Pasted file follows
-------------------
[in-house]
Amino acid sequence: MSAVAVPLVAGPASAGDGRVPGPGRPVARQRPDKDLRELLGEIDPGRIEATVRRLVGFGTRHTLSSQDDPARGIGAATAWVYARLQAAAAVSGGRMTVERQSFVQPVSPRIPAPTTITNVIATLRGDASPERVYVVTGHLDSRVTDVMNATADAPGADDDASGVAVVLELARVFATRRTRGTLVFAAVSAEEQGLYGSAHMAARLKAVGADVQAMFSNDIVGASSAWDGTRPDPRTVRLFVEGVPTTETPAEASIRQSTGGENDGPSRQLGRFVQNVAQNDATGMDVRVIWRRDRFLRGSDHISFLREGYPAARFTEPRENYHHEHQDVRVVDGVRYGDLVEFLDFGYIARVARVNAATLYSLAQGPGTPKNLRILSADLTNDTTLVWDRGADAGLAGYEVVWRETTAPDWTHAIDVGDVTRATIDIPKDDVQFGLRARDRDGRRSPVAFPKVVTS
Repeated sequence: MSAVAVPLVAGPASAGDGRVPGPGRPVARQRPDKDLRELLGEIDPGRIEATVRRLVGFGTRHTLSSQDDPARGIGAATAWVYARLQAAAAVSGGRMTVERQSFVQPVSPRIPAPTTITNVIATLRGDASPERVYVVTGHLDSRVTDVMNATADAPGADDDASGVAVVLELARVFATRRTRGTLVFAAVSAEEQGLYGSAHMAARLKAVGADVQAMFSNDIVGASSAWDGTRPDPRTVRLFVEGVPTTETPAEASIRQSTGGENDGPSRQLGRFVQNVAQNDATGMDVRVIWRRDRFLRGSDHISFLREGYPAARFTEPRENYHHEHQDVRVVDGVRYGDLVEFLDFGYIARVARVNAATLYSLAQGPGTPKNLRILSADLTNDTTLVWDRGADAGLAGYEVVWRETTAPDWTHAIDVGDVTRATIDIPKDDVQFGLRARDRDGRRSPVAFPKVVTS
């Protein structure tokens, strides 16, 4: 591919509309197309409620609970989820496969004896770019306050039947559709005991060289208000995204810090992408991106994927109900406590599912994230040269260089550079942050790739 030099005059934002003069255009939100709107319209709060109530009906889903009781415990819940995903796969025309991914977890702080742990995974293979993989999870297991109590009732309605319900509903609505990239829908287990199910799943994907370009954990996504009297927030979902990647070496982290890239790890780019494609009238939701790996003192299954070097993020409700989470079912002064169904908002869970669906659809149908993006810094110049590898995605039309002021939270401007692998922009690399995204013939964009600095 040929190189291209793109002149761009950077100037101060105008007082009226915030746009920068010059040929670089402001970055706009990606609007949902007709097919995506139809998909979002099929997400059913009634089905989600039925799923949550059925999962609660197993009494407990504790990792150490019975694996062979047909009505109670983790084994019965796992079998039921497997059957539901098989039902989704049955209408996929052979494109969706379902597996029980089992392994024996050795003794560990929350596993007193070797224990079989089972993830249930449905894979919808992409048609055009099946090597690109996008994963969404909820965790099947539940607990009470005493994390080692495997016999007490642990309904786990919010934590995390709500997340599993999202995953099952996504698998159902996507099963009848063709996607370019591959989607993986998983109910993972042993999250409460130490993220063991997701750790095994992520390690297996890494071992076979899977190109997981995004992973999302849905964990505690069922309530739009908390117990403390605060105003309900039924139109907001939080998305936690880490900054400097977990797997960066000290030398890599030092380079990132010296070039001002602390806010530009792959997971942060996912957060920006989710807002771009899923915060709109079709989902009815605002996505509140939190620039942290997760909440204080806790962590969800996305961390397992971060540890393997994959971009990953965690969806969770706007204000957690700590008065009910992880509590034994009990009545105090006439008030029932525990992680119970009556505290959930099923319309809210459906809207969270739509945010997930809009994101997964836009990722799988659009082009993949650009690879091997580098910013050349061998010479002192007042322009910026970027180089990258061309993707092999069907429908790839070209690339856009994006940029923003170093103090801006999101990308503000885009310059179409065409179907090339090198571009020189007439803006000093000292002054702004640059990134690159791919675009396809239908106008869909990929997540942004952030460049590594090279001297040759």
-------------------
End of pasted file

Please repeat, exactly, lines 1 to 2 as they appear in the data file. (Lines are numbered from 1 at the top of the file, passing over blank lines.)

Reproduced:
[in-house]
Amino acid sequence: MSAVAVPLVAGPASAGDGRVPGPGRPVARQRPDKDLRELLGEIDPGRIEATVRRLVGFGTRHTLSSQDDPARGIGAATAWVYARLQAAAAVSGGRMTVERQSFVQPVSPRIPAPTTITNVIATLRGDASPERVYVVTGHLDSRVTDVMNATADAPGADDDASGVAVVLELARVFATRRTRGTLVFAAVSAEEQGLYGSAHMAARLKAVGADVQAMFSNDIVGASSAWDGTRPDPRTVRLFVEGVPTTETPAEASIRQSTGGENDGPSRQLGRFVQNVAQNDATGMDVRVIWRRDRFLRGSDHISFLREGYPAARFTEPRENYHHEHQDVRVVDGVRYGDLVEFLDFGYIARVARVNAATLYSLAQGPGTPKNLRILSADLTNDTTLVWDRGADAGLAGYEVVWRETTAPDWTHAIDVGDVTRATIDIPKDDVQFGLRARDRDGRRSPVAFPKVVTS